Researchers at the University of Twente's MESA+ research institute, together with researchers from several other knowledge institutions, have developed a ‘flexo-electric’ nanomaterial.
The material has built-in mechanical tension that changes shape when you apply electrical voltage, or that generates electricity if you change its shape. In an article published in the leading scientific journalNature Nanotechnology, the researchers also show that the thinner you make the material, the stronger this flexo-electric effect becomes. Professor Guus Rijnders, who was involved in the research, describes this as a completely new field of knowledge with some interesting applications. You could use the material to recharge a pacemaker inside the human body, for example, or to make highly sensitive sensors.
Piezoelectric materials are widely used in electronic applications. In specific terms, these are crystalline materials that can convert electrical power into pressure and vice versa. The disadvantage of these materials is that they contain lead - which has environmental and health risks - and that the piezoelectric effect decreases when you make the material thinner.
The thinner the material, the stronger the effect
Ever since the 1960s physicists have been arguing that the flexo-electric effect could exist. This would enable non-piezoelectric materials to be given piezoelectric properties. At that time, however, manufacturing methods were inadequate for the production of such materials.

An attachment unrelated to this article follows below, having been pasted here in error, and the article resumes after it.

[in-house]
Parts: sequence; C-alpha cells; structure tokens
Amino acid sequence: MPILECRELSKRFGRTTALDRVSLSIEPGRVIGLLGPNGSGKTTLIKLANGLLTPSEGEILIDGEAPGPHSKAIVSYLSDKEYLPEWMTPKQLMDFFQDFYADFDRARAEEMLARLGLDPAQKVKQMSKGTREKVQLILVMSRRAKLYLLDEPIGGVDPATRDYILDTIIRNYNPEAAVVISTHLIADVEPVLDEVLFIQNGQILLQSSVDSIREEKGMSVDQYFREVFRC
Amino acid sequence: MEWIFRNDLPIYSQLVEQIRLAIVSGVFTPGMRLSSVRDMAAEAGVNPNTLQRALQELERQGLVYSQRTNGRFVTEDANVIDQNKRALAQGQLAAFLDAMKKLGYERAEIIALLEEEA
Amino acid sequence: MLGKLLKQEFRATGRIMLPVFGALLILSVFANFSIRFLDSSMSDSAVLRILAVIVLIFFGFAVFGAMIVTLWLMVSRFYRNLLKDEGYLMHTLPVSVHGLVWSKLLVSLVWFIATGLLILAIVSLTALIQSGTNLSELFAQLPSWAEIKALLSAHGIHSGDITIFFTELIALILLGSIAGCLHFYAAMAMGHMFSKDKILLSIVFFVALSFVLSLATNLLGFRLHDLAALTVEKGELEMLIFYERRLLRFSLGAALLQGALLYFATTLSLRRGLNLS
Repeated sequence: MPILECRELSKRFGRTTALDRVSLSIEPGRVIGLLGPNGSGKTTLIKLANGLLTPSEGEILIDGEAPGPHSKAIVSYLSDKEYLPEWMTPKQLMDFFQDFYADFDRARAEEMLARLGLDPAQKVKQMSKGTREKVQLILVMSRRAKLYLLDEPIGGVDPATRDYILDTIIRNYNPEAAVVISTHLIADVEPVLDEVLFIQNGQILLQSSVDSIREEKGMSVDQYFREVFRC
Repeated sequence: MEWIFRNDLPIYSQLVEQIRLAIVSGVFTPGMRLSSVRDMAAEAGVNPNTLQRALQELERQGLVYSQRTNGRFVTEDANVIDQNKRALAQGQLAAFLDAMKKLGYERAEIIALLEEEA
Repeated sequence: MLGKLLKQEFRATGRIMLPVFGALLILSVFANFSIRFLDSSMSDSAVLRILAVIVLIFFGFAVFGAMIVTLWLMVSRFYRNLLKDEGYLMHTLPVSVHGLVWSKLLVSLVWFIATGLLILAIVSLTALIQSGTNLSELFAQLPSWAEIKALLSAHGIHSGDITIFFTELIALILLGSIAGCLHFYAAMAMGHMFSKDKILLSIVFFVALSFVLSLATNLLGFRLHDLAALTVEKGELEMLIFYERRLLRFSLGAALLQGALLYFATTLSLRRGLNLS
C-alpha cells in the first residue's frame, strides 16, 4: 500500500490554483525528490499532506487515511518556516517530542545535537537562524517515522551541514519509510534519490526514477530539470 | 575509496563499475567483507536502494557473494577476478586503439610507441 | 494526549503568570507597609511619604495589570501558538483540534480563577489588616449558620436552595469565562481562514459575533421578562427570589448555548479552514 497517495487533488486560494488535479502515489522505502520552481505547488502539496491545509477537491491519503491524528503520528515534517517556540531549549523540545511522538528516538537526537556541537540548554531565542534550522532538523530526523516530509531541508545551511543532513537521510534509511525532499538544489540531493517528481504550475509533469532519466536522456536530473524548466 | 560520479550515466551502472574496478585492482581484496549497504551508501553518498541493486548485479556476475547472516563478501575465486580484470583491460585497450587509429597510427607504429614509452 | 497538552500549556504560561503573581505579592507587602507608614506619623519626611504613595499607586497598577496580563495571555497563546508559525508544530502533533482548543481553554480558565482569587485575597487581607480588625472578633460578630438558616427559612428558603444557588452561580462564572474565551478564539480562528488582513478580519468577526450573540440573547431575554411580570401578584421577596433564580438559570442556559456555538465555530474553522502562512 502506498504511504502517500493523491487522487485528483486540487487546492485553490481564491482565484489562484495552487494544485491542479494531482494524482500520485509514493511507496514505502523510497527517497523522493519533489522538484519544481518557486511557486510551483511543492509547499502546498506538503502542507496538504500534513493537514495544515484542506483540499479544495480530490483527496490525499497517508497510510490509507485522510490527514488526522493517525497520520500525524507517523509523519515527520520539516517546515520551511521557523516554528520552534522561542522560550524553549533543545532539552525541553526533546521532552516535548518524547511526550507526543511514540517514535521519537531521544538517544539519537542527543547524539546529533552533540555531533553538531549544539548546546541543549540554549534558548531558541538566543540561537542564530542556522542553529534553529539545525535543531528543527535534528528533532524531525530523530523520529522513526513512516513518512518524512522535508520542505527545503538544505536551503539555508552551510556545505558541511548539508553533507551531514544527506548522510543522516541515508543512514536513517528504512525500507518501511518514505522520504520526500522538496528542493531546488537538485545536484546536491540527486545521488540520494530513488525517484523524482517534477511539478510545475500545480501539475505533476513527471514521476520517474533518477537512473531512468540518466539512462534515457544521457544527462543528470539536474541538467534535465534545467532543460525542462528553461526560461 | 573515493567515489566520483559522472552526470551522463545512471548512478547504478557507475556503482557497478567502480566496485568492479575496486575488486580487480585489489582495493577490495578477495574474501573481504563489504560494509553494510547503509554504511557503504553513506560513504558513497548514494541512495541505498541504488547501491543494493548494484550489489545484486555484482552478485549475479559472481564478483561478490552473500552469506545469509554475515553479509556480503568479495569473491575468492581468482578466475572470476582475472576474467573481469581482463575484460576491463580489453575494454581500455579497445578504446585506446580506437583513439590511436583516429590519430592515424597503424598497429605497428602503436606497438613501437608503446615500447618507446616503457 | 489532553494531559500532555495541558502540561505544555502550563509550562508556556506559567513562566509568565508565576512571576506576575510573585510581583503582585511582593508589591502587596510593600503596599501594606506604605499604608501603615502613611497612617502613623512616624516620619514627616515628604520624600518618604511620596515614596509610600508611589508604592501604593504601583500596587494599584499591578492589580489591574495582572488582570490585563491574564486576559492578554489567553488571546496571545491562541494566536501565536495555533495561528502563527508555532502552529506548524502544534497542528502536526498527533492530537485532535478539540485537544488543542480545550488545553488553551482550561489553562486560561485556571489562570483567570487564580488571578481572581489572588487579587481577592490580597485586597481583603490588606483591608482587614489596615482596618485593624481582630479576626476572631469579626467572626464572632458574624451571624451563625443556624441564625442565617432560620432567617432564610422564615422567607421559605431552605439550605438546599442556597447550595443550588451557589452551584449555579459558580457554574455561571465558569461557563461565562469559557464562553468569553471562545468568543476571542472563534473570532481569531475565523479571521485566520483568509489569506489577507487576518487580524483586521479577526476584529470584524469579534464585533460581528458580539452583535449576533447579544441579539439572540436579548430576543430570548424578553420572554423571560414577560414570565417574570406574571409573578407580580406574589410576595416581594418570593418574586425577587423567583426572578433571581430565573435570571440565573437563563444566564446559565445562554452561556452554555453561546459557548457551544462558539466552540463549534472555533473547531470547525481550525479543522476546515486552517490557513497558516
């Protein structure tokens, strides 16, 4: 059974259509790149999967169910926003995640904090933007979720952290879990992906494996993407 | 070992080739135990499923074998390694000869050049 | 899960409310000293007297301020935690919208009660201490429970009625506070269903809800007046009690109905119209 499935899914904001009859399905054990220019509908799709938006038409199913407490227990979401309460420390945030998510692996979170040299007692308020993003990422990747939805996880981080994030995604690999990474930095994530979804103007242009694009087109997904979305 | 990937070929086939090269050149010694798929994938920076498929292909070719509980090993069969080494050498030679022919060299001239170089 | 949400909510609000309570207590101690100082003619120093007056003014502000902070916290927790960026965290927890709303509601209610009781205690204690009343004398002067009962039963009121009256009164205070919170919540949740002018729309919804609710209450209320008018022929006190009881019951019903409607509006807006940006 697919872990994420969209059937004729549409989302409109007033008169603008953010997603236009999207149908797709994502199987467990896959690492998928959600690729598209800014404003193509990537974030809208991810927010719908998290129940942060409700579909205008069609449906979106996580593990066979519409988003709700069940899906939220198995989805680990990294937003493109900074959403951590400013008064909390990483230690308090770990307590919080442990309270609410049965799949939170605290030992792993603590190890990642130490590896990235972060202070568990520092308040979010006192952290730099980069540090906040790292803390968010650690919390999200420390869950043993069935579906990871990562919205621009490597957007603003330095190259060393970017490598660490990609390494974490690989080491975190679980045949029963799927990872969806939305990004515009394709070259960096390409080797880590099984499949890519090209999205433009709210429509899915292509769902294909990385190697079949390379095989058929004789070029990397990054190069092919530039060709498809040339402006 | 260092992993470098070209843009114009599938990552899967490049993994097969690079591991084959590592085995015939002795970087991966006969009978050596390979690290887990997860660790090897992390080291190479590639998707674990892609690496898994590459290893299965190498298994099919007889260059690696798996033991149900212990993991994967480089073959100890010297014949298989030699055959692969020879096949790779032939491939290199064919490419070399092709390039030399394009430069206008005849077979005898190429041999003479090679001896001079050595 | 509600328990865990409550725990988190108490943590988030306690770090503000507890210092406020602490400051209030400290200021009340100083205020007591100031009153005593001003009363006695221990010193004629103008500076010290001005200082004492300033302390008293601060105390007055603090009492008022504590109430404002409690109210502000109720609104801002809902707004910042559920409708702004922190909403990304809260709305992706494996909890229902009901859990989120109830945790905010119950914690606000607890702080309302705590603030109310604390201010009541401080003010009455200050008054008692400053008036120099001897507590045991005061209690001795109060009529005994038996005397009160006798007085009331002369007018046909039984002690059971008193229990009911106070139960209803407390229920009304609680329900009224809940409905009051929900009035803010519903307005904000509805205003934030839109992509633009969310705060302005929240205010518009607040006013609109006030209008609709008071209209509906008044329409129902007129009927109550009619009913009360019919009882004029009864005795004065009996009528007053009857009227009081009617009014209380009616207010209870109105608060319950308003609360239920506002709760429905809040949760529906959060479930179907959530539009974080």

Now, researchers from the University of Twente, the Catalan Institute of Nanoscience and Nanotechnology and Cornell University have succeeded in developing a flexo-electric nano system just 70 nanometres thick. It turns out that even though the flexo-electric effect is very weak, the thinner you make the material, the stronger the effect becomes.
According to Professor Guus Rijnders, who was involved in the research, it will eventually be possible to create flexo-electric materials with a thickness of just a few atomic layers. This discovery could have all kinds of interesting applications. ‘You could make sensors that can detect a single molecule, for example. A molecule would land on a vibrating sensor, making it just fractionally heavier, slowing the vibration just slightly.
The reduction in frequency could then easily be measured using the flexo-electric effect.’ In addition to ultra-sensitive sensors, flexo-electric materials could also be useful in applications that require a limited amount of power, but which are difficult to reach, such as in pacemakers or cochlear implants inside the human body.